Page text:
Nepal – the country of the Buddha and the Mt. Everest

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Posts Tagged ‘Perception’

Time to Get Real: The Riddle of Perception

Posted by Ram Kumar Shrestha on March 3, 2013

By Deepak Chopra

Recent research has revealed that birds may migrate by translating the lines of the Earth’s magnetic field into visual information. Their retinas possess magnetic-sensitive cells (cryptochromes) that may do the trick. Bird migration has long been a mystery to science, and this theory can now be added to rival theories about navigation through smell, the sighting of landmarks or following food trails or the movement patterns of the stars, the sun and moon. In fact, it can be argued that bird migration is more closely tied to quantum phenomena than to everyday phenomena. All these theories depend on extrapolating from our sensory experience, yet there is no proof that the world that our brains bring us is the norm.

D ChopraWhen you give a red rose to your beloved on Valentine’s Day, you have every right to say, “I made this for you.” All the qualities that a rose possesses — its velvety texture, its lush red color, even its thorns — are real to us because our perception makes them real. Photons of light have no color, only frequencies and wavelengths. The point of a thorn has no sharpness. The scent of a rose isn’t sweet when seen merely as airborne molecules. The reality of these specific qualities is tied to us. The brain processes electrochemical signals sent from photoreceptors in the eye to “create” the color red. Skin-encapsulated mechanosensory receptors send electrochemical signals that reassure us of a solid “material” world, but the prick of a thorn is created by our brain. Indeed we now know that the brain takes into account a number of factors to choose how much pain to create; varying any one of these factors can affect how prickly the same thorn is.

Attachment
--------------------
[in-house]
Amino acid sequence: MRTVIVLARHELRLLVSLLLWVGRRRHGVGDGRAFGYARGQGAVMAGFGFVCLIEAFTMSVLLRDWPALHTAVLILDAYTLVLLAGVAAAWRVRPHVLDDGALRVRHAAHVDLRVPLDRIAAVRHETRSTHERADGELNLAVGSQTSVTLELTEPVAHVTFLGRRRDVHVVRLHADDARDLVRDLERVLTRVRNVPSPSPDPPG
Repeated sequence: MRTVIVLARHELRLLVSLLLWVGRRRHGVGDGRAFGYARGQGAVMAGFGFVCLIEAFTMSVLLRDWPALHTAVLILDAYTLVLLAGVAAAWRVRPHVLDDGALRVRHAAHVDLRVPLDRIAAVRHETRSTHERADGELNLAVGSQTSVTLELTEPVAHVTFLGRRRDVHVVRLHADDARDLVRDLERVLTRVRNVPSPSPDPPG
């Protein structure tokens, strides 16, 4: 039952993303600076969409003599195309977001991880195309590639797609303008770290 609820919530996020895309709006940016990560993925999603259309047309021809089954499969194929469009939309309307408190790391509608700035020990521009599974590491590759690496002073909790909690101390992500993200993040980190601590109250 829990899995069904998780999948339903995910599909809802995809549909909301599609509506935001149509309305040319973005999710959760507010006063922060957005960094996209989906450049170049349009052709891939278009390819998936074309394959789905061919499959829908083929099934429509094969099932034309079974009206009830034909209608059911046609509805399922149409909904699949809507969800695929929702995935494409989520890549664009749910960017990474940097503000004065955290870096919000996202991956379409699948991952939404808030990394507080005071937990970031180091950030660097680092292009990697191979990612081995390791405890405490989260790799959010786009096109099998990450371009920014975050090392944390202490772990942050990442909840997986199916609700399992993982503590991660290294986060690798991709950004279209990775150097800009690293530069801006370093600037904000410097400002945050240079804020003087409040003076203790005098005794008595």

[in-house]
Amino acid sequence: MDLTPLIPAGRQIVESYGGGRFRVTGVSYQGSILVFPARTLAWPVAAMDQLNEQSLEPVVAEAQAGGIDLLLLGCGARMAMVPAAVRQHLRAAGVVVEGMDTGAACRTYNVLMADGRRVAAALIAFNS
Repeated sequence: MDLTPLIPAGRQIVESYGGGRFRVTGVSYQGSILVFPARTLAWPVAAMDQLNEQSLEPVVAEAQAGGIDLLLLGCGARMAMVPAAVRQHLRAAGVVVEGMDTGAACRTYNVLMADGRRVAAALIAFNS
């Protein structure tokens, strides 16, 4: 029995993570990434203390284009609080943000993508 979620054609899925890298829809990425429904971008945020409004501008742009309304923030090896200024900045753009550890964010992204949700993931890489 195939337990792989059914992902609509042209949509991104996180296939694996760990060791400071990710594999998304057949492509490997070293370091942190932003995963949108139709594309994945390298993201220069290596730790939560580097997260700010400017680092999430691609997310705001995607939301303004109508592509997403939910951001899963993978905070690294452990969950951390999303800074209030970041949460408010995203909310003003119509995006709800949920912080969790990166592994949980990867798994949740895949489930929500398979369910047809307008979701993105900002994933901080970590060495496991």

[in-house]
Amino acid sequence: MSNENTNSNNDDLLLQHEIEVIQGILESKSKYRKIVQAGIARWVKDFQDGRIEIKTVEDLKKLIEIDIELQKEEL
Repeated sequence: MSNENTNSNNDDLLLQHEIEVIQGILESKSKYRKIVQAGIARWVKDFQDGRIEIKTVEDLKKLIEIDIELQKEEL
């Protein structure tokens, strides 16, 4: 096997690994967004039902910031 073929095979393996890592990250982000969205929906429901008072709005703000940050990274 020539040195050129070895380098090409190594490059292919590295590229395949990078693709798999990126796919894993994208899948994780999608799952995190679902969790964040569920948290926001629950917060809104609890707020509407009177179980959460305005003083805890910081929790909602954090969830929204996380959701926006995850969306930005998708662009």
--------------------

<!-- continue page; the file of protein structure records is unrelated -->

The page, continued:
There is no provable link between “this is what I see” and “this is real.” With a different brain comes a shift of perception, and everything about a rose would change. Roses exist in the world of snails that chew the leaves, aphids that suck the sap, moths that lay eggs in hidden crevices and cats that lurk underneath to wait for a bird to alight. But what these organisms experience is certainly not the rose for Valentine’s Day. As humans we have no conceivable way of entering the perceptual world of those creatures. We can only imagine a link, and then we take our imagined similarities for granted.

Recent research has revealed that birds may migrate by translating the lines of the Earth’s magnetic field into visual information. Their retinas possess magnetic-sensitive cells (cryptochromes) that may do the trick. Bird migration has long been a mystery to science, and this theory can now be added to rival theories about navigation through smell, the sighting of landmarks or following food trails or the movement patterns of the stars, the sun and moon. In fact, it can be argued that bird migration is more closely tied to quantum phenomena than to everyday phenomena. All these theories depend on extrapolating from our sensory experience, yet there is no proof that the world that our brains bring us is the norm. Read the rest of this entry »

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Answer for Unanswered Questions

Posted by Ram Kumar Shrestha on January 18, 2011

Discover a great degree at “degree accounting

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